Following its launch on October 23, 2015 http://www.ranlab.org/inter-disciplinary-engagement-in-the-1st-social-design-clinic-at-ran and a follow on event on November 20, 2017 http://www.ranlab.org/the-2nd-ran-social-design-clinic-in-partnership-with-the-social-innovation-academy-sina, the reignited Social Design and Innovation Clinic was held on May 12, 2017 in partnership with the Social Innovation Research Collaboration (SIRC) Hub http://socialinnovationinhealth.org/partners/makerere-university/ at Makerere University School of Public Health. This session attracted 35 multidisciplinary participants including social scientists, artists, engineers, public health experts, medical specialists, entrepreneurs, comedians, maternal health enthusiasts among others. It was during this clinic when the Social Innovation Call focusing on innovative community-based solutions to improve maternal, newborn and child health care in Uganda was launched. Other partners in these efforts include; the social Innovation in Health Initiative as a global collaboration of partners passionate about advancing community-based solutions in health care, the Special Programme for Research and Training in Tropical Diseases Research (TDR) hosted at the World Health Organization (WHO) while the co-sponsored included; UNDP, UNICEF, the World Bank and WHO.
One of the presenters during this clinic session, Prof. Lynn Atuyambe, Associate Professor at the Department of Community Health and Behavioral Sciences at Makerere University School of Public Health shared examples of Social/local Innovations. These included Social Innovations directed towards disrupting the status quo of women and child health care in Uganda through improving access to health care and improvement in the HIV & AIDS clinics triage with the introduction and use of electronic numbers for patients accessing services as opposed to calling out patient names. Prof. Atuyambe also shared that what tends to keep even the social solution developers lagging behind is attitude. ‘’We need to have the right attitude towards innovation in order to achieve from it’’ he added.
Innovation is the in thing, let us all do it, Dr. Tonny Mugasa Uganda – Reproductive Health Advisor at Ministry of Health who also served on the panel noted. He cautioned the innovators in attendance to always set their priorities while highlighting that Innovation which calls for a need is also extremely relevant for the Ministry of Health in Uganda. ‘’For us to meaningfully contribute towards innovation for community impact, it is important that we all have the knowledge and interest to innovate. Every good thing starts with an idea, culminating into an innovation’’ Dr. Mugisa added. If we want to disrupt the status quo, Innovation should be cost effective to address health workers’ problems for example but what the innovators need to do is to believe in themselves and believe in change that is doing things differently. He left the clinic participants with a key question to ignite in-depth thinking ‘’How do we help other people to manage knowledge? Knowledge which is a key resource to innovation’’.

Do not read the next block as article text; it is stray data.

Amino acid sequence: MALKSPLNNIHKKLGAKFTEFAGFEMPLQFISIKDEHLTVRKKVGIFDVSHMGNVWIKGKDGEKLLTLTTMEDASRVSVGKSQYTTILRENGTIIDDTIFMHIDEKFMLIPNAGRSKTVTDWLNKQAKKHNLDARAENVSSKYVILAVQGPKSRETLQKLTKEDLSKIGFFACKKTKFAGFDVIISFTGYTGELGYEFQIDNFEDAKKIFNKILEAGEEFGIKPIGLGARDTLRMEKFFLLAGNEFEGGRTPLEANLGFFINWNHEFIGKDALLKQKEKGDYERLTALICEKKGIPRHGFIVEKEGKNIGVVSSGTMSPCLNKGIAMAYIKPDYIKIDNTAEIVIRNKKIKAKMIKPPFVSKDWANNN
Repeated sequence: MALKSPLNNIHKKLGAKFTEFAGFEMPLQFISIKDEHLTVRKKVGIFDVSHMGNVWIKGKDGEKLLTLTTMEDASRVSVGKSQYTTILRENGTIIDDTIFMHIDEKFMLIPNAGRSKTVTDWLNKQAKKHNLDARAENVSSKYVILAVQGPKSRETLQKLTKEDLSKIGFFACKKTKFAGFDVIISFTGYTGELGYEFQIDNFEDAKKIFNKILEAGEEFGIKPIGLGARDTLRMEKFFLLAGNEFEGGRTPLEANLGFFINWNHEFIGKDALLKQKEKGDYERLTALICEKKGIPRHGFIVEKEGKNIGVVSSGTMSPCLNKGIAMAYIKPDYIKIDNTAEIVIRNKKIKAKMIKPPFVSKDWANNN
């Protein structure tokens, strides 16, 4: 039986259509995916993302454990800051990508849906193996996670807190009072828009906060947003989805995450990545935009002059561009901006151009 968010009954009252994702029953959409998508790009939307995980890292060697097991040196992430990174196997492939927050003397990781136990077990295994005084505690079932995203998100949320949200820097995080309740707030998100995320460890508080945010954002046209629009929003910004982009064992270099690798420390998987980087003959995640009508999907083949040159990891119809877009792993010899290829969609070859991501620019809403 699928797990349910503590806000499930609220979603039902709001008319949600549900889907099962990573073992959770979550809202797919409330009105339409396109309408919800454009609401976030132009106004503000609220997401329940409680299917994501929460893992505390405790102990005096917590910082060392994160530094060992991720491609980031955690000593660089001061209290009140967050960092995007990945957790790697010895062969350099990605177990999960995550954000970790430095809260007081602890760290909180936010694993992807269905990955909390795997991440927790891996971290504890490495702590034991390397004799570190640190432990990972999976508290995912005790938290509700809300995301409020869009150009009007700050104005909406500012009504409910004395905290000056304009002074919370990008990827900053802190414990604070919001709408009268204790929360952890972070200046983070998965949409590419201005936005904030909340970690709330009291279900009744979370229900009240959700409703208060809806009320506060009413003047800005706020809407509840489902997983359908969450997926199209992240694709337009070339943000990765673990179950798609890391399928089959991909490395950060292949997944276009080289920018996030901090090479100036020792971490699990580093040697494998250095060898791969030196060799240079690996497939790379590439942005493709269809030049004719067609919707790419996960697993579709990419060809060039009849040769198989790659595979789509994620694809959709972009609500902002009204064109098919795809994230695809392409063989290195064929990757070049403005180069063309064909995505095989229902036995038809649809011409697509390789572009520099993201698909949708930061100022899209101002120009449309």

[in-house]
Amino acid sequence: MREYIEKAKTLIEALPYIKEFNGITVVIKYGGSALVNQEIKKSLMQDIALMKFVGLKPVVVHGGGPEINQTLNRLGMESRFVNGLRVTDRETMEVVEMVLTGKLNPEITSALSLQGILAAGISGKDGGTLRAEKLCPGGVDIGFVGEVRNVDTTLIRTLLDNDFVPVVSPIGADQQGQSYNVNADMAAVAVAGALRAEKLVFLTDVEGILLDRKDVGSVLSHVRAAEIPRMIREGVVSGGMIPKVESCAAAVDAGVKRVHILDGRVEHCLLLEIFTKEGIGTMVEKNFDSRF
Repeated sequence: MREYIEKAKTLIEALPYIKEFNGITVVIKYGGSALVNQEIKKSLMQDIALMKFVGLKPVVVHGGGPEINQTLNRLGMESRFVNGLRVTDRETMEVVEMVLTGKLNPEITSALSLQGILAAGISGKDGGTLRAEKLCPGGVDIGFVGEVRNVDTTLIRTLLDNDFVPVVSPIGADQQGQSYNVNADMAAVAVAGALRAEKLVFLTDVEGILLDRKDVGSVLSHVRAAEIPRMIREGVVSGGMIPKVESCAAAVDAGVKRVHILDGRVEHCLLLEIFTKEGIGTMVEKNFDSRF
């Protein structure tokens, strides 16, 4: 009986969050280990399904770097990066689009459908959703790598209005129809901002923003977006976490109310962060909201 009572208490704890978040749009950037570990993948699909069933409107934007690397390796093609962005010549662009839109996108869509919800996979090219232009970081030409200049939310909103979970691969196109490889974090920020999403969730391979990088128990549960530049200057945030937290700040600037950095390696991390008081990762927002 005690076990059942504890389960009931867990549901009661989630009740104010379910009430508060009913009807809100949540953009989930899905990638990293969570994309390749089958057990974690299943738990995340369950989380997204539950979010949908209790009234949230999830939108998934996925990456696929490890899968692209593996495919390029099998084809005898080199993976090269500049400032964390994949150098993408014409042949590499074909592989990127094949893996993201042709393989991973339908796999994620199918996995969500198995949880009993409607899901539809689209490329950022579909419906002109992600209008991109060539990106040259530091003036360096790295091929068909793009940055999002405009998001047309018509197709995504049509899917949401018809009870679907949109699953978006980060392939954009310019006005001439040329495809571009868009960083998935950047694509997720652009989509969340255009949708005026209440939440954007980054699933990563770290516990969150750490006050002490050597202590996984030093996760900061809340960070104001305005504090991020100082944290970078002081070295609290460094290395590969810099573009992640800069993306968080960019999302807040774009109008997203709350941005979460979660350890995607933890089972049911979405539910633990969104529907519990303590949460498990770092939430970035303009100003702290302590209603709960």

It was after these discussions when Dr. Phyllis Awor, Post-Doctoral Researcher, Makerere University School of Public Health guided participants through a question and answer session to get issues discussed by the two panelists but also in relation to maternal health in the region clarified. It was inspiring to note the vigor in the room and urge by the participants to generate and share knowledge not only in relation to maternal and child health but the need to uphold social innovations for the benefit of the communities in need. Dr. Awor then officially launched the call searching for community-based solutions that are improving the lives of Ugandan woman and children, sharing the details in addition to how to apply. This call was aiming at making maternal and child health care more accessible, inclusive, effective or affordable. ‘’We envision that the Social Design and Innovation Clinic will be a monthly event held at RAN to support the development and nurturing of Social Innovations in the country and beyond’’ she added. This call targets community organizations, health workers, business owners, faculty, students, entrepreneurs or government workers who are interested in implementing solutions that make maternal and child health care more accessible, inclusive, effective or affordable.
Looking forward to regularizing the Social Design and Innovation Clinic sessions at RAN to identify, develop, nurture and scale social innovations to address communities most pressing challenges. Innovation does not only call for engineering and technological approaches and projects, it is all encompassing and involving that is why the RAN team promotes work in multidisciplinary teams for solutions through innovation. Participants later retrieved to a networking evening tea allowing more in-depth discussions into the need for social innovations.
This conversation was also shared online Twitter #SocialInnovClinic.